Karnataka's Higher Education Department to be revamped, to adopt new practices

Department of Collegiate and Technical Education (DCTE) officials said the planned 6,500 smart classrooms in colleges will be completed by March
Image for representation purpose only | Pic: EdexLive
Image for representation purpose only | Pic: EdexLive

The Higher Education Department in Karnataka is planning on revamping several of its systems to ensure transparency in its functioning.

Rashmi Mahesh, Higher Education Principal Secretary informed reporters on Wednesday, December 7 that the revamp will include a four-tiered grievance redressal system that allows for tracking as well as an ‘adalat’ for pension-related cases of retiring staff and faculty, as stated in a report by The New Indian Express. “The aim is to get rid of duplicity in the state’s higher education system. There should be one point of entry for stakeholders to enter information so that this is available to the department, officials, university and college. Digital learning and unified data are the two best practices being advocated across the world. So these must be practised in all higher education institutions,” said Higher Education Minister Dr Ashwathnarayan CN, TNIE reported.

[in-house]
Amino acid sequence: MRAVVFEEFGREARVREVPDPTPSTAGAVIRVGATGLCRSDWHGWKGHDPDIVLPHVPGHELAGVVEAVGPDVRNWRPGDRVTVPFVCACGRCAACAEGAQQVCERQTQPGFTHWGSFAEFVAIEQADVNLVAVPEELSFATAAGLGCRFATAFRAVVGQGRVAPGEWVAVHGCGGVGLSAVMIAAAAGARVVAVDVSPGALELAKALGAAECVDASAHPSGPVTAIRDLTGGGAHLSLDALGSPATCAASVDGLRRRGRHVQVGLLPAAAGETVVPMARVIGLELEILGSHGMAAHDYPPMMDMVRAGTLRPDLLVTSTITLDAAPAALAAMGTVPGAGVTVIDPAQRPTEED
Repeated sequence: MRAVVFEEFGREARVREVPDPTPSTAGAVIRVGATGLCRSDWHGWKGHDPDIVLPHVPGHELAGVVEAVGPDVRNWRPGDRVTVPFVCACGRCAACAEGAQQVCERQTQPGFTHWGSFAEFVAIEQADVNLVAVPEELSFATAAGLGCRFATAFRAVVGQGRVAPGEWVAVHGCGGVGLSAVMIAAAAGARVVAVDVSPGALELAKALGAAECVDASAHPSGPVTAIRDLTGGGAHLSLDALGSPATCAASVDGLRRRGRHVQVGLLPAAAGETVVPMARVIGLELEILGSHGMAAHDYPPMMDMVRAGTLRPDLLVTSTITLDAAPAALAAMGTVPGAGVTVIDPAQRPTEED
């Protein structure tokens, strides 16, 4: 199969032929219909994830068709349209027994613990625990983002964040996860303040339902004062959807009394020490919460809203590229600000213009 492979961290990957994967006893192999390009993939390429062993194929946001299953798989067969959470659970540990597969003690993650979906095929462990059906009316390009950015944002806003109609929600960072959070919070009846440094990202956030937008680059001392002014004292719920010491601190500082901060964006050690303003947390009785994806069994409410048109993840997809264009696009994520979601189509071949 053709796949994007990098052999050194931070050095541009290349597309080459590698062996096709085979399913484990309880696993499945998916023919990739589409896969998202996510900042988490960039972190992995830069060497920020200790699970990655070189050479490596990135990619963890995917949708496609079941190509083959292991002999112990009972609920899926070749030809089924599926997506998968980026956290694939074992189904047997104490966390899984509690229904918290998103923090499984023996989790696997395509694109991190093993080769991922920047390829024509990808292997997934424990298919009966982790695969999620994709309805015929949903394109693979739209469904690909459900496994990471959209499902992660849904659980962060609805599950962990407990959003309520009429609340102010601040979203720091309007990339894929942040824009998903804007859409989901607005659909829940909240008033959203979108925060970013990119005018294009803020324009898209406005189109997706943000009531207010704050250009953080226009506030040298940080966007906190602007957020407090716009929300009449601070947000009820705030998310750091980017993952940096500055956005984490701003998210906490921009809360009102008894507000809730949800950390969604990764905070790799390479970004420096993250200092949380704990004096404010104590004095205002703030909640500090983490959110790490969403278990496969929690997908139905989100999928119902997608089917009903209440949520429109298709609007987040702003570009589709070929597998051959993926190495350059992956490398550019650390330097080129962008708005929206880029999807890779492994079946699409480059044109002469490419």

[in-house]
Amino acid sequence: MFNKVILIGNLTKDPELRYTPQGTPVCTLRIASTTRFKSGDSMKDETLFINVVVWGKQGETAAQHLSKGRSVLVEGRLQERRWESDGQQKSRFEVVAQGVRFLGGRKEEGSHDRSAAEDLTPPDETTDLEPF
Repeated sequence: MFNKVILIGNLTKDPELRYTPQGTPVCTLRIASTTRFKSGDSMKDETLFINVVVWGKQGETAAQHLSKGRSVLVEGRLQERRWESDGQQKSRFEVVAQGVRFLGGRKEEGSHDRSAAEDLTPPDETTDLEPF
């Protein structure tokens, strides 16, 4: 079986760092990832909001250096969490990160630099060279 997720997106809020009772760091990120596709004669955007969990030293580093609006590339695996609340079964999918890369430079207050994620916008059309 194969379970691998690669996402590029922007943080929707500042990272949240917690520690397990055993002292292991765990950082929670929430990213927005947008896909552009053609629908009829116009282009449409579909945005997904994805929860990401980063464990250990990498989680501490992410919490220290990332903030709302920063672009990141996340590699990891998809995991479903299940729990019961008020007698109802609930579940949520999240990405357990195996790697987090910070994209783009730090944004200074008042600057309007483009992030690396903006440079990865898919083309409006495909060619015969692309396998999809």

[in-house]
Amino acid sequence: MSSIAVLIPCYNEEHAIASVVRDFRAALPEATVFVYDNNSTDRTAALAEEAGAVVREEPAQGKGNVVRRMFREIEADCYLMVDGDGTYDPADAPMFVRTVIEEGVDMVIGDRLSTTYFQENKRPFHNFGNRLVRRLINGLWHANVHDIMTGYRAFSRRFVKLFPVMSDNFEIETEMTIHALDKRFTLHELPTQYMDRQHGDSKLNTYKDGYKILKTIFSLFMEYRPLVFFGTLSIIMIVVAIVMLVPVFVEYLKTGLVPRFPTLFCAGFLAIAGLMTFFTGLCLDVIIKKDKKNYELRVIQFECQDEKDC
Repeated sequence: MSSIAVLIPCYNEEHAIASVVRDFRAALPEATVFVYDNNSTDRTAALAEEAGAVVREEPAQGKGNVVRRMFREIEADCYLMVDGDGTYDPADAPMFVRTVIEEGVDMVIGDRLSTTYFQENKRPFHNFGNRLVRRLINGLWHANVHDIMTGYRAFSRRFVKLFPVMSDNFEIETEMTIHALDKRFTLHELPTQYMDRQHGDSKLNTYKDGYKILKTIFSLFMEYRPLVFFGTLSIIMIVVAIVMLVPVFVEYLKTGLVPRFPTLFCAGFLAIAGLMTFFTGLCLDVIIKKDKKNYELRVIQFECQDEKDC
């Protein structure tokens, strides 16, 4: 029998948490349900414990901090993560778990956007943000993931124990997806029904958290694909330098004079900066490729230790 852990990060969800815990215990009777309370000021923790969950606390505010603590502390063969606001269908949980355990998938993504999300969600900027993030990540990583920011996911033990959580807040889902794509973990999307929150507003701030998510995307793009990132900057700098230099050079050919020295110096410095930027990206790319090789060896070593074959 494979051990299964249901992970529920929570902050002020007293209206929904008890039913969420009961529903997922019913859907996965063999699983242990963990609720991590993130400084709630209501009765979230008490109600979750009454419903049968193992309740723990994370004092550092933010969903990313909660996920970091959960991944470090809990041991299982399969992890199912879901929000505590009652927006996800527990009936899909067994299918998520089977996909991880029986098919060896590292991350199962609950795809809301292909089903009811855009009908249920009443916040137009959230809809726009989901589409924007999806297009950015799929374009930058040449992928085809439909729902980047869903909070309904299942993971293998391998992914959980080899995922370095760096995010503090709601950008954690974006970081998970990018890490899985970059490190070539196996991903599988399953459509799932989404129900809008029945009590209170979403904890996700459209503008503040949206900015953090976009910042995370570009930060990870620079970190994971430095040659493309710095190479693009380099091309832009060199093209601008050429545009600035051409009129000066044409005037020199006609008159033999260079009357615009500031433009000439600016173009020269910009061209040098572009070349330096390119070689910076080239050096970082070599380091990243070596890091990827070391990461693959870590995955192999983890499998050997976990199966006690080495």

NEP implementation
Meanwhile, on students facing issues with the National Education Policy (NEP), he said the issue is to do with implementing a new system rather than a lack of preparations. “There will be challenges related to implementing a new education system. However, we will look into it. Prior preparations for the implementation, including formulation of syllabus and curriculum has happened on time,” the minister said.

As many as 6,500 smart classrooms to come up by March
Department of Collegiate and Technical Education (DCTE) Commissioner Pradeep P said the planned 6,500 smart classrooms in colleges will be completed by March. He also mentioned that a decision was taken to allow students to communicate in both English and Kannada at colleges. “A majority of students attending government colleges come from socio-economically poor backgrounds. Due to this, their English speaking is poor, but their writing is excellent. Taking this into account, we have also made the decision to allow students to write their examinations in English or Kannada,” he said.

Meanwhile, a recent government order has given till the end of the month to implement several measures to ensure transparency, including updating university and college websites. “In terms of promotions, these have not occurred properly in the last ten years. By the end of this month, we are hoping to publish new draft rules regarding promotions of both teaching and non-teaching staff,” he said.

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